After over five months of touring the country, MindFreedom Ghana has completed a Shadow Report on the Universal Peer Review (UPR) process and readying itself to submit it to the UN Human Rights Council by the close of Thursday, July 14.
With funding support from OSIWA, MindFreedom Ghana in collaboration with non-state actors and the media organized in-country consultations which facilitated national dialogues aiming to promote the human rights conditions of persons with psychosocial disabilities.
The consultative meetings were organized with representation from 16 administrative regions of the country in four successive zonal locations.
The dialogues eventually culminated in the drafting and submission of an NGO coalition report – which we are today launching and disseminating – on the status of human rights protection for persons with psychosocial disabilities in Ghana to the UN Human Rights Council.
It further contributed to an inclusive national process of monitoring, assessing, and reporting on Ghana’s human rights performance generally, and specifically on mental health and psychosocial disabilities in the context of the UPR mechanism and ultimately, increase the number of UPR recommendations of Ghana’s human rights obligations to persons with psychosocial disabilities.
Speaking at the National dissemination event in Accra on Tuesday, Prof. Akwesi Osei, CEO of the Mental Health Authority commended MindFreedom Ghana and the other organizations for a “very beautiful work done.”
He assured the organisations that the Authority is with them and will continue to offer the necessary support when the need arises. “We are assuring that we are with you,” Prof. Osei added.
Touching on the Mental Health Levy, Prof Osei emphasized the need for the levy to be institutionalized to help solve the challenges of the mental health sub-sector.
He added, “the Mental Health Levy is the most singular thing that will solve the challenges”
Mr Clement Kadogbe, Representative from the Commission on Human Rights and Administrative Justice (CHRAJ) indicated that Human rights have become a global language that every human being speaks.
According to Mr Kadogbe, it was time for the human rights condition of persons with mental health illnesses to be brought to the front burner.
He told participants that Ghana supported the recommendation of the 3rd cycle of the UPR process and would continue to support all other initiatives that would inure to benefit all. He also commended the civil society groups that contributed to the compilation of the Shadow Report.
The Representative of the UN Resident Coordinator, Dr Sofonias Astrat, lauded the coalition of NGOs and advocated for their continuous effort at ensuring the prioritisation of mental health in the health sector and national development response including the protection of human rights persons with mental health conditions and disabilities.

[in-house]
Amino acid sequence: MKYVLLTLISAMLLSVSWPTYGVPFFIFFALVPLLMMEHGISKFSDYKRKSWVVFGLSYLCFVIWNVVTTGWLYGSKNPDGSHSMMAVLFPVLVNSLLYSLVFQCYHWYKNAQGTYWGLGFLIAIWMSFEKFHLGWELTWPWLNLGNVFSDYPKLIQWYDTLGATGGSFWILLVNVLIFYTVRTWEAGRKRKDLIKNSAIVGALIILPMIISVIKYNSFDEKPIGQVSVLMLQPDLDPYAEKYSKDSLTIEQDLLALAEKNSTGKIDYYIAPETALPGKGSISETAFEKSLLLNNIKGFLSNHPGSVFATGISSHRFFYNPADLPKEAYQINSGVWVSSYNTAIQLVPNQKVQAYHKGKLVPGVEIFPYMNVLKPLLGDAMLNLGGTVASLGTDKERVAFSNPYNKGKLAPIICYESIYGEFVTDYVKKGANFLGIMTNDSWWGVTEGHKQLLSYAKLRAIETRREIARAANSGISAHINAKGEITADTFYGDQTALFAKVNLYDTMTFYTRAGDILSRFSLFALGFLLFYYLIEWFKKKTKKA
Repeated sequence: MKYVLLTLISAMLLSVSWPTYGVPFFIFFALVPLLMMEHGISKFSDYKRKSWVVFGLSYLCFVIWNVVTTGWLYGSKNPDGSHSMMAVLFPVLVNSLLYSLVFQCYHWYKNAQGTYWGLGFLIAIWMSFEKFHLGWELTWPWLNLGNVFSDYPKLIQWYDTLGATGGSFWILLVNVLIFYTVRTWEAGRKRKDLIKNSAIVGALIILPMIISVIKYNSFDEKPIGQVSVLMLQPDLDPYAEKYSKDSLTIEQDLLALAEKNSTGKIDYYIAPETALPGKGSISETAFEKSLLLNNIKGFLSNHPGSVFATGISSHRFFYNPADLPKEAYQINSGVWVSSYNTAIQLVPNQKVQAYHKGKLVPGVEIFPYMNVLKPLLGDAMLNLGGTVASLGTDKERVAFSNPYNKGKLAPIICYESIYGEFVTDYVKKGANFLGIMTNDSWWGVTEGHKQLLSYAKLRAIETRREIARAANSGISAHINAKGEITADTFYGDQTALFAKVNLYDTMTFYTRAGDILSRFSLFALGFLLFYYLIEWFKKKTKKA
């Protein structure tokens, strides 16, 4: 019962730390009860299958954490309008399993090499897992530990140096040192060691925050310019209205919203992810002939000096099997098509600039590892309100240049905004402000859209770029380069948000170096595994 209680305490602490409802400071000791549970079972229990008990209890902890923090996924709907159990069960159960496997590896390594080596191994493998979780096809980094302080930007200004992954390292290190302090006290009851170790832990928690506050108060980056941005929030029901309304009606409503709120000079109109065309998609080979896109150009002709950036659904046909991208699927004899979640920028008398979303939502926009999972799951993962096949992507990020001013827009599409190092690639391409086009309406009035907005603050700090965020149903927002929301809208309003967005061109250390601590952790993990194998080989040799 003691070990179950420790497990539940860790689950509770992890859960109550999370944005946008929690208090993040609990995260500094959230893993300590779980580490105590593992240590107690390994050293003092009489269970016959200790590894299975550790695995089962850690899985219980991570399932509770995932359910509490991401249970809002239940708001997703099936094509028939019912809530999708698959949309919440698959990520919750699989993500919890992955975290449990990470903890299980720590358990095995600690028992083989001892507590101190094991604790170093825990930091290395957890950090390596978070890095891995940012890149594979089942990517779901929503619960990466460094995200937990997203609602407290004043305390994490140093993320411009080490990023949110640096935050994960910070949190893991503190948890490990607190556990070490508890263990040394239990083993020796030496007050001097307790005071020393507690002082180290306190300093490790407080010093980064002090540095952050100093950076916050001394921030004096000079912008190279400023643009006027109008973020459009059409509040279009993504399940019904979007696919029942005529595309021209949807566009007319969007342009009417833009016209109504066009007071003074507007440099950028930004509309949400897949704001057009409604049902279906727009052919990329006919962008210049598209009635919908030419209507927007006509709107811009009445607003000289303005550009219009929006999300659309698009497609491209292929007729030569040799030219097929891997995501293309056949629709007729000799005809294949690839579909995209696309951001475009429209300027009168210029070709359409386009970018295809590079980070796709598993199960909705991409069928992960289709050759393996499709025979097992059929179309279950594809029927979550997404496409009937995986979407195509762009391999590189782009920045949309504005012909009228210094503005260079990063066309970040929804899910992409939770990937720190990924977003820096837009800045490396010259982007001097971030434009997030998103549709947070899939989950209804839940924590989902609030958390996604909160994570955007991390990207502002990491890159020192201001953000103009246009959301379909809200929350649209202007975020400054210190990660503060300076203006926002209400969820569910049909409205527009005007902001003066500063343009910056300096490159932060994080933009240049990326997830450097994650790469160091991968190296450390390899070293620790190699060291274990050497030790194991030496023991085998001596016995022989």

According to Dr Astrat, several policy interventions have enabled the government to improve access and delivery of mental health services at all levels.
“As the United Nations, we are committed to ensuring the right-bases approach to health, including mental health.
“As development partners, we will continue to support the ministry and its agencies, especially the Mental Health Authority to achieve its strategic plan objectives through human rights-based approaches.”
He used the forum to encourage the government to ensure full implementation of the provision on the right of persons with mental disorders envisioned in the mental health act of 2012.
The event, which was chaired was chaired by Madam Esther Akua Gyamfi, Executive Secretary, National Council for Persons with Disability (NCPD), brought together participants from all the 16 administrative regions in Ghana, Development Partners, Government Agencies, Civil society organisations, and the media.
On his part, Mr Dan Taylor, Executive Secretary of MindFreedom Ghana (MFGh), explained that the UPR is a process organized every four  years for all the one hundred and ninety-four  United Nations Member States to review the human rights situations of each country. It is a universal process because it deals with all areas of Human Rights and involves all the member states of the UN.
Mr Taylor pointed out that Ghana’s Human Rights record has been reviewed three times by the Human Rights Council in 2008, 2012, and 2017.
He told the participants that in Ghana, NGOs’ involvement in the UPR did not commence until after the first round and four years of the review in 2012 at the invitation of the Commission on Human Rights and Administrative Justice (CHRAJ) as part of the national process for drafting the State Report to the UPR.
“It is on record that the State did not embark on wide consultations with civil society organizations till the second round of the review process where it involved five (5) national NGOs in consultations. Subsequently, the momentum for NGOs’ involvement in the process appreciated, leading to the creation and engagement of a CSOs’ UPR Platform in the reporting process for UPR,” Mr Taylor added.
By: Mohammed Suleman/Publicagendagh.com